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Research Scientist from Ukraine finds many advantages to living in Thunder Bay “I’m a very big believer that, for a newcomer, there is no better place to start their journey to Canada, than to come to Thunder Bay.“

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Sasha Bubon, Associate Scientist at the Thunder Bay Regional Research Institute and Chief Technology Officer of Radialis Medical, has accomplished a lot since immigrating from Ukraine 12 years ago.

His story and eventual path to Canada began with an online search when he was an undergraduate student with a degree in computer science and engineering.   He was looking to apply to a Master’s Program in Physics and was researching international opportunities when his search led him to Dr. Alla Reznik, currently the Canada Research Chair in Physics Radiation and Medical Imaging and a Professor at Lakehead University.  Sasha had never heard of Lakehead University or Thunder Bay but he was interested in Dr. Reznik’s work and the connection with Dr. Reznik, who coincidentally is also from the Ukraine, sparked the journey that would eventually lead him to the shores of Lake Superior.

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But it would take a while and as Sasha tells it, there was a lot of paperwork and back and forth communications before his arrival in Canada in 2010.   He began the process in 2009 and recalls the that it took some time to determine what the University would accept and verification of his degree from the Ukraine. The program at Lakehead University is thesis based and the research is for detectors in medical imaging.  Sasha feels that his education in Engineering from the Ukraine was especially helpful in applying for the applied physics program.  This was exactly what Dr. Reznik was working on, and his background was a perfect fit.  Sasha was accepted into the program and after a few more delays, finally found himself on his way to Canada.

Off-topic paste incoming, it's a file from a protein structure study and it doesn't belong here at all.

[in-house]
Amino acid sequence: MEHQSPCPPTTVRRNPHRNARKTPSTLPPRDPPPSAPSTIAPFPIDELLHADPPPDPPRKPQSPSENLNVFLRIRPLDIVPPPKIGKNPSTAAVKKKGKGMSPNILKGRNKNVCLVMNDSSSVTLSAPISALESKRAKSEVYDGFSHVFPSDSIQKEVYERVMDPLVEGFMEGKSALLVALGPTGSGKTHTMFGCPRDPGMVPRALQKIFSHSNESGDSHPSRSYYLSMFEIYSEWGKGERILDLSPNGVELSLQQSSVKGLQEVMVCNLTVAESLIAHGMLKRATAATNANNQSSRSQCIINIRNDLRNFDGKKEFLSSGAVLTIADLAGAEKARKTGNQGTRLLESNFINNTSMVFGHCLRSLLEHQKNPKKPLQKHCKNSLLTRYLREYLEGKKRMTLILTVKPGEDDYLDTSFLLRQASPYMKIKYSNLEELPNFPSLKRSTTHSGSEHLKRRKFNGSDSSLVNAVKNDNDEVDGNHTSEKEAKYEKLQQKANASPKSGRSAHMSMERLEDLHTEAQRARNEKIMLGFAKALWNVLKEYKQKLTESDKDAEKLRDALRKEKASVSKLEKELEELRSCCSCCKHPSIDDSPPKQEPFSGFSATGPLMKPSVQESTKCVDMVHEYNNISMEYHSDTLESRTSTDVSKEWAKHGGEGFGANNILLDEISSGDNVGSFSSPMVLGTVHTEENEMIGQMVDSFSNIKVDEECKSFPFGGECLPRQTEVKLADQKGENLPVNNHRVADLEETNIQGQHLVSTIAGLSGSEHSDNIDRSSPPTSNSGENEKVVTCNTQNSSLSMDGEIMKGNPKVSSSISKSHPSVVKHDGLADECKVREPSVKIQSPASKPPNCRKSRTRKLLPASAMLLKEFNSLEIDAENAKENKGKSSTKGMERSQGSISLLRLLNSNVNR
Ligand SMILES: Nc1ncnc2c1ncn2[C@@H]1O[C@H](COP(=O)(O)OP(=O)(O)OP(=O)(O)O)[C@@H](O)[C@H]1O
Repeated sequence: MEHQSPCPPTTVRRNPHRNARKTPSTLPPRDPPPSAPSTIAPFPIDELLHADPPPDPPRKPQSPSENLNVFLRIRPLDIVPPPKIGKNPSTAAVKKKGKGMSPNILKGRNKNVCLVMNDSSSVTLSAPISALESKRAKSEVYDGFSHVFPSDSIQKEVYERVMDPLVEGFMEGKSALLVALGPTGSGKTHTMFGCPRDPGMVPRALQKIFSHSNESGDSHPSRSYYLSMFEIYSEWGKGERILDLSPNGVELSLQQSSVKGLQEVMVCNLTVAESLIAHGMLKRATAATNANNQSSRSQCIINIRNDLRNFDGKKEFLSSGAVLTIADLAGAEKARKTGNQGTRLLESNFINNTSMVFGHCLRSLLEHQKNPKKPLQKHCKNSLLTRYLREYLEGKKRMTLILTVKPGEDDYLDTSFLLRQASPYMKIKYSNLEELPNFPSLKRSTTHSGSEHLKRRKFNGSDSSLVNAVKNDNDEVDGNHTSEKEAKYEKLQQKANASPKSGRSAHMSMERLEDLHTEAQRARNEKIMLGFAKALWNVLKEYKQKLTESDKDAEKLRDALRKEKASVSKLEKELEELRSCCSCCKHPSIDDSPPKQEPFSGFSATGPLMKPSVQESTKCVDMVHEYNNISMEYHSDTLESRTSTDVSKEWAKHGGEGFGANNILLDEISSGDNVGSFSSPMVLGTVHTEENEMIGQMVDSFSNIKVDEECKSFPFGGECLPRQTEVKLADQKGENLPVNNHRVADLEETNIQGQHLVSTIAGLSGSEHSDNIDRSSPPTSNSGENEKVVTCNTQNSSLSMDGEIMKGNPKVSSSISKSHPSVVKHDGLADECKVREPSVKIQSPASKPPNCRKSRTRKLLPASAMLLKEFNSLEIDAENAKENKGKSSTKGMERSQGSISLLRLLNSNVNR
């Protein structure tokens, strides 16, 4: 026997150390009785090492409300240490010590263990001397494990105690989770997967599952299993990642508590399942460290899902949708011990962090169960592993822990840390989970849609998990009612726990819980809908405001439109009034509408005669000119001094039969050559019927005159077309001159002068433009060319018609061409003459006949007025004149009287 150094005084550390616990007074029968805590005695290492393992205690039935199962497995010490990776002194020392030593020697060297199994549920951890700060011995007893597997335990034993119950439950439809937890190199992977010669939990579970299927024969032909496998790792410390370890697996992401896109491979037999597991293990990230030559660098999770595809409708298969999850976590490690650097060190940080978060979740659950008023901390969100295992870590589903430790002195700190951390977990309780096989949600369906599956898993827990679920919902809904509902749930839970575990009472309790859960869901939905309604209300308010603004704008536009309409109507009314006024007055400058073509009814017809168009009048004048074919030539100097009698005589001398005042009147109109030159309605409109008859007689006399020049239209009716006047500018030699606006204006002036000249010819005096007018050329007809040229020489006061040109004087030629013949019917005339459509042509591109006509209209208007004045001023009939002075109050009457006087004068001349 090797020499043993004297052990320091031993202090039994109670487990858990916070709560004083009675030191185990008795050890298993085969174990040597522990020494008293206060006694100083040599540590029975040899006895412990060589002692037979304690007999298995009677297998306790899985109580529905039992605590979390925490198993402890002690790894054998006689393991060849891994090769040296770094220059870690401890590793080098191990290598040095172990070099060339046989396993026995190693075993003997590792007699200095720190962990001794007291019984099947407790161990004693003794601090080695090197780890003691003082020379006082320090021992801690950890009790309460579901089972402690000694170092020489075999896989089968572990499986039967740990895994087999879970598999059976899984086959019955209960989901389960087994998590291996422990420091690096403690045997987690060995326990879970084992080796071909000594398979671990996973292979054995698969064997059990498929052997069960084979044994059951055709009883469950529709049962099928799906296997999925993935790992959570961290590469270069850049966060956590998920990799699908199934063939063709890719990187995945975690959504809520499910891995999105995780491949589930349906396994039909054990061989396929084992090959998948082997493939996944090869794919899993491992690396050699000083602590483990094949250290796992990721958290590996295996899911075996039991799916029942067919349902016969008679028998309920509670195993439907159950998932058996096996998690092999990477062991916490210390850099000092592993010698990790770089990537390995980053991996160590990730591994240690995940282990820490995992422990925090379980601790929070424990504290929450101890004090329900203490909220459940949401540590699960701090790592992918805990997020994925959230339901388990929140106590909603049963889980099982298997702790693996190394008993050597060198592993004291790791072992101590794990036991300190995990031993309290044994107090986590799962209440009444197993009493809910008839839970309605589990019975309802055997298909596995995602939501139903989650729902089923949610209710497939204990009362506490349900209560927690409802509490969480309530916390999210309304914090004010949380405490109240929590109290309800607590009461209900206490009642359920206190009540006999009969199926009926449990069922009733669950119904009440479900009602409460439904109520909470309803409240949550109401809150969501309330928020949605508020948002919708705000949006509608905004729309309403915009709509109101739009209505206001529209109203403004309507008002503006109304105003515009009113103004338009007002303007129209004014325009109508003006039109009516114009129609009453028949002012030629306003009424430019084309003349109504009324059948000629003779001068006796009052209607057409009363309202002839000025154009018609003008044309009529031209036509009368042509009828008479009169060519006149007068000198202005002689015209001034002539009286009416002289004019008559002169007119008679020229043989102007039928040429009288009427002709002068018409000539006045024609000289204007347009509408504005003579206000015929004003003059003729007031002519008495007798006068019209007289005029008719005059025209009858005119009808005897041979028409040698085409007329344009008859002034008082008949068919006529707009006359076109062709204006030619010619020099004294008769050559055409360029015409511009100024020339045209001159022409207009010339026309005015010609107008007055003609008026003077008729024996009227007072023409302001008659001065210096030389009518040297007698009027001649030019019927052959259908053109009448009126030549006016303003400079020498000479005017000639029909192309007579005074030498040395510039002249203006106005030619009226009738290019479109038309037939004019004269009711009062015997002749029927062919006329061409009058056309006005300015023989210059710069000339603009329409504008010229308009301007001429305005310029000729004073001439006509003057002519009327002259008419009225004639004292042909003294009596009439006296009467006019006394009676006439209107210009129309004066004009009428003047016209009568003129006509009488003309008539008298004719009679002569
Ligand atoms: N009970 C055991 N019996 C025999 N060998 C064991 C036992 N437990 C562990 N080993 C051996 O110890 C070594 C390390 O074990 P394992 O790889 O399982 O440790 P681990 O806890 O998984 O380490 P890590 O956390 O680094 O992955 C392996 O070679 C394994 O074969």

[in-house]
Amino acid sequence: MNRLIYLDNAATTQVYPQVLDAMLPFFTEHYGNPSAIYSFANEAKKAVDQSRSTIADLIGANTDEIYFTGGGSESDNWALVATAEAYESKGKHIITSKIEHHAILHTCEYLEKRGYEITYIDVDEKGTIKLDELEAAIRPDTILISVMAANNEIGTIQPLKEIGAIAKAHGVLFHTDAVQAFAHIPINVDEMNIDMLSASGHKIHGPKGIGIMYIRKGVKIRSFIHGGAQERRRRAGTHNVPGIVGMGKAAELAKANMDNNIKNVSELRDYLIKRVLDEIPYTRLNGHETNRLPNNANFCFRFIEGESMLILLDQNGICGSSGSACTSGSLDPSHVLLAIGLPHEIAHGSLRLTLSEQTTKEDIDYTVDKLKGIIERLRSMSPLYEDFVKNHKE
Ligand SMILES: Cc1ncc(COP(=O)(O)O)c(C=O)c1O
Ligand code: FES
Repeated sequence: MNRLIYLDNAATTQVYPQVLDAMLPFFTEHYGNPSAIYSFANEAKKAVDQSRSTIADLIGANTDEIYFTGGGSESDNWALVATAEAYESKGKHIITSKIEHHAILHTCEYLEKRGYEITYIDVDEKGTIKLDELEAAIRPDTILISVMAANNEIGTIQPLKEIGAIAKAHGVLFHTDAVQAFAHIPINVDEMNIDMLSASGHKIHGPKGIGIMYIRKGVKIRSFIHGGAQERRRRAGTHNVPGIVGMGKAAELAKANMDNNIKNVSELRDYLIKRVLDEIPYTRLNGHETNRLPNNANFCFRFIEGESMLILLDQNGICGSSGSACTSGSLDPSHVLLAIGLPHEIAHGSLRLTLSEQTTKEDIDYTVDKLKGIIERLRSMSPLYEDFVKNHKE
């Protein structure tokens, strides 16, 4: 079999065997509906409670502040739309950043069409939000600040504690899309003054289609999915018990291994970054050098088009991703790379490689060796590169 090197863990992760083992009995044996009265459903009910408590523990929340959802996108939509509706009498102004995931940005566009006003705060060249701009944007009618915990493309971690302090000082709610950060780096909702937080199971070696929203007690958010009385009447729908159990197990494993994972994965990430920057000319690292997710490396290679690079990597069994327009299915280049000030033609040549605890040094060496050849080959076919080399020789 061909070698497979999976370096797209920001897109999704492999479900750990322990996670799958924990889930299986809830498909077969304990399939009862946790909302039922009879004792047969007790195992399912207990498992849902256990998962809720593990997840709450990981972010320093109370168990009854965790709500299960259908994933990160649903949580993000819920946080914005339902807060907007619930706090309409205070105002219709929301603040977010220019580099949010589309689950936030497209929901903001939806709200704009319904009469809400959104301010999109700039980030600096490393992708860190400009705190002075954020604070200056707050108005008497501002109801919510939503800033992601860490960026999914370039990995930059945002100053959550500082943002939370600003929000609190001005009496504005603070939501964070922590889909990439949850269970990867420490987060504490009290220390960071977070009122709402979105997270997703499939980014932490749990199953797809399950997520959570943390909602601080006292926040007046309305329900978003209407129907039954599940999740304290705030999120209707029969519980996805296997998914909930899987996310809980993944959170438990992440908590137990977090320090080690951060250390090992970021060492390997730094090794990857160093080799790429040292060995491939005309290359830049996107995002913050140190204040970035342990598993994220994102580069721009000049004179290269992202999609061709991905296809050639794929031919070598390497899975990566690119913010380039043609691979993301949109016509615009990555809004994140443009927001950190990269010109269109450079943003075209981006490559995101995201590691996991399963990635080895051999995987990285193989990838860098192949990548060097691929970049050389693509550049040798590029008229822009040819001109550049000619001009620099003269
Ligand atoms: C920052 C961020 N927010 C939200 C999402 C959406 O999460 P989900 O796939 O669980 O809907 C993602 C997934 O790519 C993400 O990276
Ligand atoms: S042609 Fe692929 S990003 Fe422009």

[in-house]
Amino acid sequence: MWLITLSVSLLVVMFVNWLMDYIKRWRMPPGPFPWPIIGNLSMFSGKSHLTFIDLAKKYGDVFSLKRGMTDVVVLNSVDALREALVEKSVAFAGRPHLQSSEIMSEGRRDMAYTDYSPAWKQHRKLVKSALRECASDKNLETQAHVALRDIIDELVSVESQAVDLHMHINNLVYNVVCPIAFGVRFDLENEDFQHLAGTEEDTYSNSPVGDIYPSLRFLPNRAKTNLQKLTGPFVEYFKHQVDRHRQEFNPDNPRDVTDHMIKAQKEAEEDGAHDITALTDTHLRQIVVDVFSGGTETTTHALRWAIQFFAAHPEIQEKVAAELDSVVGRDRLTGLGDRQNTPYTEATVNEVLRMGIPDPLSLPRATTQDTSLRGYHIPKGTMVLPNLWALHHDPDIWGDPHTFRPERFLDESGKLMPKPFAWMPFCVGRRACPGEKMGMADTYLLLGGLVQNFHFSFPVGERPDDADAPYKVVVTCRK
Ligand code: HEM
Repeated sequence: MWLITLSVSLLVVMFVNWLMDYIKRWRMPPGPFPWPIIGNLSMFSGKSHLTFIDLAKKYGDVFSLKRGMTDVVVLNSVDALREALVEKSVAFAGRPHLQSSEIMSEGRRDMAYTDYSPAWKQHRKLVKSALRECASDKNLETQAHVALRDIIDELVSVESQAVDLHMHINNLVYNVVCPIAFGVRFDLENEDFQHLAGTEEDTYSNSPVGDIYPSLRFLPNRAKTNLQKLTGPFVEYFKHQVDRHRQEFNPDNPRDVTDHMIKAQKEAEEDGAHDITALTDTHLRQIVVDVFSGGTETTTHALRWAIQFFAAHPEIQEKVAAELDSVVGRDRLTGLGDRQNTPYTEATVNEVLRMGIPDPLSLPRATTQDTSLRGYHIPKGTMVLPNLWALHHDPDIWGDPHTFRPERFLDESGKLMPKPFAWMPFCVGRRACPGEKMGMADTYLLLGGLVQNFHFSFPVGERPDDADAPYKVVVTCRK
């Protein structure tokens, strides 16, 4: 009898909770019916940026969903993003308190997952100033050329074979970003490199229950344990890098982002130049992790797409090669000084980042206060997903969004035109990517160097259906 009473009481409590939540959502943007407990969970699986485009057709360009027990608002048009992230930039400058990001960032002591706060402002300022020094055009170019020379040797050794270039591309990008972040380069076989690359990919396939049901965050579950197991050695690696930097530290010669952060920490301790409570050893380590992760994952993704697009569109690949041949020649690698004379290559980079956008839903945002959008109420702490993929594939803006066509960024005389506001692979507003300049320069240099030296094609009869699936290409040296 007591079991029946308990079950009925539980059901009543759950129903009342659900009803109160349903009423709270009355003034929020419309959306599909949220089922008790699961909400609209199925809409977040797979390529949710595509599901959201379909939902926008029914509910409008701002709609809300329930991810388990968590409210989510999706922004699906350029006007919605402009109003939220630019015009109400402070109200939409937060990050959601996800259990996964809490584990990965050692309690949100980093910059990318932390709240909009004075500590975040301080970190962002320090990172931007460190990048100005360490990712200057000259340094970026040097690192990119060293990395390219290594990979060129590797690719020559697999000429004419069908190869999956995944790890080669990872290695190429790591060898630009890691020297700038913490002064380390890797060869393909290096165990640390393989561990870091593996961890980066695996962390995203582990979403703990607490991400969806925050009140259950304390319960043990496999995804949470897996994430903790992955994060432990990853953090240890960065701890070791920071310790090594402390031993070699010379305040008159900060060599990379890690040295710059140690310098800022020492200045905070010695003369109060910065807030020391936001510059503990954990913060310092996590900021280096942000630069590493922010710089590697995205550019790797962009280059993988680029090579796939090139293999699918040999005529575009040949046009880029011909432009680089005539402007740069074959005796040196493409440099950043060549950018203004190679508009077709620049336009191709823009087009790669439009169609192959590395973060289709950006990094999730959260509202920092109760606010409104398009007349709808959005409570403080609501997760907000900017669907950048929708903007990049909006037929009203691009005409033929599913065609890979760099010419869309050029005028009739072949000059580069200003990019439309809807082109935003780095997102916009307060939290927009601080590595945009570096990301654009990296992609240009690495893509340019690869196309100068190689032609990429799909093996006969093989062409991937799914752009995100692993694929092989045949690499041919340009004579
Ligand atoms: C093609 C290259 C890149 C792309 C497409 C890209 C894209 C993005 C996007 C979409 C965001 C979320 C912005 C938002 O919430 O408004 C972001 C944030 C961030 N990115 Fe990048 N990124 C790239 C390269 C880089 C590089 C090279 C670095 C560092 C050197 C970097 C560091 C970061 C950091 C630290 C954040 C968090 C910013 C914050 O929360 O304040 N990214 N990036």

It was the middle of winter when Sasha arrived in Thunder Bay in January 2010 and although he had researched the city, he found it to be a quite a change from home and what he was used to.  Born and raised in the capitol city of Kyiv, a  large city which he describes as “vibrant and dynamic”, he readily admits that it was quite a transition to what he describes as “rural Canada”.  He had never heard of Thunder Bay before, and other than Dr. Reznik who had just recently moved from Toronto to Thunder Bay herself, he had no other connections to the city.  The Thunder Bay Regional Research Institute was just starting up at that time and Sasha was one of the first Masters students to work there.  It was a tremendous opportunity and in addition owning and managing his own business, Radialis Medical, he has remained there and a contributing member of the Thunder Bay community ever since.